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The Super League That Wasn’t

This episode contains strong language.  On Sunday, 12 elite soccer teams in Europe announced the formation of a super league. The plan was backed by vast amounts of money, but it flew in the face of an idea central to soccer’s identity: You have to earn your place. Fans reacted with blind fury and protest….

How a ‘Red Flag’ Law Failed in Indiana

Last spring, Brandon Hole’s mother alerted the police in Indiana about her son’s worrying behavior. Invoking the state’s “red flag” law, officers seized his firearm. But Mr. Hole was able to legally purchase other weapons, and last week, he opened fire on a FedEx facility, killing eight people and then himself. Why did the law…

Guilty of All Charges

On Tuesday, after three weeks of jury selection, another three weeks of testimony and 10 hours of deliberations, Derek Chauvin, a former Minneapolis police officer, was found guilty of murder in the death of George Floyd. The jurors found Mr. Chauvin guilty of all three charges: second-degree murder, third-degree murder and second-degree manslaughter. Sentencing will…

A Wave of Anti-Transgender Legislation

Just four months into 2021 and there have already been more than 80 bills, introduced in mostly Republican-controlled legislatures, that aim to restrict transgender rights, mostly in sports and medical care. But what’s the thinking behind the laws, and why are there so many? We look into the motivation behind the bills and analyze the…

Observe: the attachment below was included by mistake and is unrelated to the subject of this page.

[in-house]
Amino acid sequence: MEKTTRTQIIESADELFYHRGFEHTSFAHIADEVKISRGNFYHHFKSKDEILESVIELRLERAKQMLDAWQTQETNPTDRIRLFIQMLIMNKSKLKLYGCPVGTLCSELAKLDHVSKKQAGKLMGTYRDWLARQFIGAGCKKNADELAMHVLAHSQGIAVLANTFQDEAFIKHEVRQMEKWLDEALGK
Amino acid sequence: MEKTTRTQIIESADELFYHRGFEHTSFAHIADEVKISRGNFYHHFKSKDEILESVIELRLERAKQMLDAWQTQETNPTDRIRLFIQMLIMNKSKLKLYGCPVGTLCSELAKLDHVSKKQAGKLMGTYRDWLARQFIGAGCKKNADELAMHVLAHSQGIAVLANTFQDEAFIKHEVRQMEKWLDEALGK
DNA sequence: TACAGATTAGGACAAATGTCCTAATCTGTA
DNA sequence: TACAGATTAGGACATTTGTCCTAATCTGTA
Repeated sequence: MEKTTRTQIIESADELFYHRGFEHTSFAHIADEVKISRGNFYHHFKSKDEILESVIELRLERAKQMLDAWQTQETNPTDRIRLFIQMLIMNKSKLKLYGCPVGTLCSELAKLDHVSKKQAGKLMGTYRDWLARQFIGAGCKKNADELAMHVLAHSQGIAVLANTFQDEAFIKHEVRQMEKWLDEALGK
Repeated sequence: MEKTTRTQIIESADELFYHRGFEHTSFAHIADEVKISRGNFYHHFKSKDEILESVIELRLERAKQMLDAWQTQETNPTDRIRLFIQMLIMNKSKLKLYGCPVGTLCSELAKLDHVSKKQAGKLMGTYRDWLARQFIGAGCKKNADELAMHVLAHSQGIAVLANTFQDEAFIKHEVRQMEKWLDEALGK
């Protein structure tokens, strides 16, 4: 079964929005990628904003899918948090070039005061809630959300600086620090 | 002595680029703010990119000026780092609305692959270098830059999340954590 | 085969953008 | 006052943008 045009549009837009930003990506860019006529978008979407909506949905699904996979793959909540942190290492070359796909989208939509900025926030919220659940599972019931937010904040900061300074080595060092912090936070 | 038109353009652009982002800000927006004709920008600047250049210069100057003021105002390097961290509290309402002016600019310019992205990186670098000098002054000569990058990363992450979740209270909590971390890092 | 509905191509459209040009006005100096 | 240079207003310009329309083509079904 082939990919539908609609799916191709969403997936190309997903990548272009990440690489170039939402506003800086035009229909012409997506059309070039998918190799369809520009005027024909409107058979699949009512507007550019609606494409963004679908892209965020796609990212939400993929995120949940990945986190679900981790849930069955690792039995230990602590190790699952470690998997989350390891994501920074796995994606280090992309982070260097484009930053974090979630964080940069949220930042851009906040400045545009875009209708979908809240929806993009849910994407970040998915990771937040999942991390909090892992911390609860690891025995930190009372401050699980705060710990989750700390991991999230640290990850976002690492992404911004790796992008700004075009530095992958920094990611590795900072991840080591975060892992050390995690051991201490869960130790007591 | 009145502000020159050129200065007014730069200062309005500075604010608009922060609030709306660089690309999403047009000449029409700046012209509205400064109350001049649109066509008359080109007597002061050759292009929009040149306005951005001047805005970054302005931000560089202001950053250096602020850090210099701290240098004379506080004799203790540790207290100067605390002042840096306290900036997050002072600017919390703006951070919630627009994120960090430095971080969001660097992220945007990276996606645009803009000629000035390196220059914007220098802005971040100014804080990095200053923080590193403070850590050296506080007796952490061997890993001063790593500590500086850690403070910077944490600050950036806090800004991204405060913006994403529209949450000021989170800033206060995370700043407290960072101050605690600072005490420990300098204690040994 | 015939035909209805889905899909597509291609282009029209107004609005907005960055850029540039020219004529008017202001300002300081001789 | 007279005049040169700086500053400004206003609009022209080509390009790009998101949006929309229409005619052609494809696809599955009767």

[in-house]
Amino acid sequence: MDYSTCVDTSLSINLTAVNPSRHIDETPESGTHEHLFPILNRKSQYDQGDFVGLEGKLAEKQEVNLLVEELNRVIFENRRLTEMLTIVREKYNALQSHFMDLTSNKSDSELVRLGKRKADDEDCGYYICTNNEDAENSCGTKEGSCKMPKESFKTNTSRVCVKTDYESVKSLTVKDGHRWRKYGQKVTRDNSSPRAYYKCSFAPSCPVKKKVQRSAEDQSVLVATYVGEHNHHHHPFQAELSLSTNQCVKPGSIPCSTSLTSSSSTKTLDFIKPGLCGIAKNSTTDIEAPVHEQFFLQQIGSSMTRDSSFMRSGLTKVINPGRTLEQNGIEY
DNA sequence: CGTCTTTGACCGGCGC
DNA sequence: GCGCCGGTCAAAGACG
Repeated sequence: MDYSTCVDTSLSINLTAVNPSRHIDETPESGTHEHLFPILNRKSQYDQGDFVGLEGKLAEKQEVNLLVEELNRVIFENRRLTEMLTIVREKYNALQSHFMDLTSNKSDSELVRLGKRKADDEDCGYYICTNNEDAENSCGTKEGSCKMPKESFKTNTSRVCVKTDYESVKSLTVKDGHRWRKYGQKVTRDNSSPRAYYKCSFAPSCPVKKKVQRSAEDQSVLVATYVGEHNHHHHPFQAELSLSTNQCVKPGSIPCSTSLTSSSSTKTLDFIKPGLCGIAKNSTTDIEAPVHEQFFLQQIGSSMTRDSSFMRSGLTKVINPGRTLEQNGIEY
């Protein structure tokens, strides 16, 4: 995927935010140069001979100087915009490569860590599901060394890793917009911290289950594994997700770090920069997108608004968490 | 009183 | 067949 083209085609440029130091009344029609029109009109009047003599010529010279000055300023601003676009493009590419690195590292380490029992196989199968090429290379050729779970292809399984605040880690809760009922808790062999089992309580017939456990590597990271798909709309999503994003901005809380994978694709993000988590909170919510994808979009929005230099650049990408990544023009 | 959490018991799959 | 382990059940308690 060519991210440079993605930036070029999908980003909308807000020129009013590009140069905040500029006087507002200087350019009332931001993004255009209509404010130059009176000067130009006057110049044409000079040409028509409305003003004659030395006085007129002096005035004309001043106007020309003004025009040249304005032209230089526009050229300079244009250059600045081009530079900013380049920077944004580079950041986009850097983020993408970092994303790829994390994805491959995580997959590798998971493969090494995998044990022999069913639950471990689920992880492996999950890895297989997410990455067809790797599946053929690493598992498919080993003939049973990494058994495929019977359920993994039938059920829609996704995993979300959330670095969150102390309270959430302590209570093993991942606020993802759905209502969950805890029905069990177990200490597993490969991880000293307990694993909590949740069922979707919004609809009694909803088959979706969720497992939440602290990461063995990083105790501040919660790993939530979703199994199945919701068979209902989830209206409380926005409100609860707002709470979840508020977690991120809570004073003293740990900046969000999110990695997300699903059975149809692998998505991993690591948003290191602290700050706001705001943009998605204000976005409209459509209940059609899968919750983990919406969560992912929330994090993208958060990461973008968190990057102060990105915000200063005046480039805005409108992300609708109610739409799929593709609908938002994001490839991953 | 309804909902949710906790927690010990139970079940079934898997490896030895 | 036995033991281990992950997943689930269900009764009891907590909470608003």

A Difficult Diplomatic Triangle

When a nuclear fuel enrichment site in Iran blew up this month, Tehran immediately said two things: The explosion was no accident, and the blame lay with Israel. Such an independent action by Israel would be a major departure from a decade ago, when the country worked in tandem with the United States to set…

The Sunday Read: ‘Voices Carry’

The Skagit Valley choir last sang together on the evening of March 10, 2020. This rehearsal, it would turn out, was one of the first documented superspreader events of the pandemic. Of the 61 choristers who attended practice that night, 53 developed coronavirus symptoms. Two later died. The event served as an example to other…

The Agony of Pandemic Parenting

This episode contains strong language and emotional descriptions about the challenges of parenting during the pandemic, so if your young child is with you, you might want to listen later. Several months ago, The Times opened up a phone line to ask Americans what it’s really been like to raise children during the pandemic. Liz…

The Johnson & Johnson Vaccine Pause Explained

Federal health agencies on Tuesday called for a pause in the use of Johnson & Johnson’s coronavirus shot as they examine a rare blood-clotting disorder that emerged in six recipients. Every state, the District of Columbia and Puerto Rico halted their rollout of the Johnson & Johnson vaccine almost immediately. The same went for the…

A Legal Winning Streak for Religion

In a ruling a few days ago, the Supreme Court lifted coronavirus restrictions imposed by California on religious services held in private homes. The decision gave religious Americans another win against government rules that they say infringe on their freedom to worship. With the latest victory, the question has become whether the Supreme Court’s majority…

Cryptocurrency’s Newest Frontier

It started with a picture posted on the internet, and ended in an extravagant cryptocurrency bidding war. NFTs, or “nonfungible tokens,” have recently taken the art world by storm. Sabrina Tavernise, a national correspondent for The Times, speaks with the Times columnist Kevin Roose about digital currency’s newest frontier, his unexpected role in it and…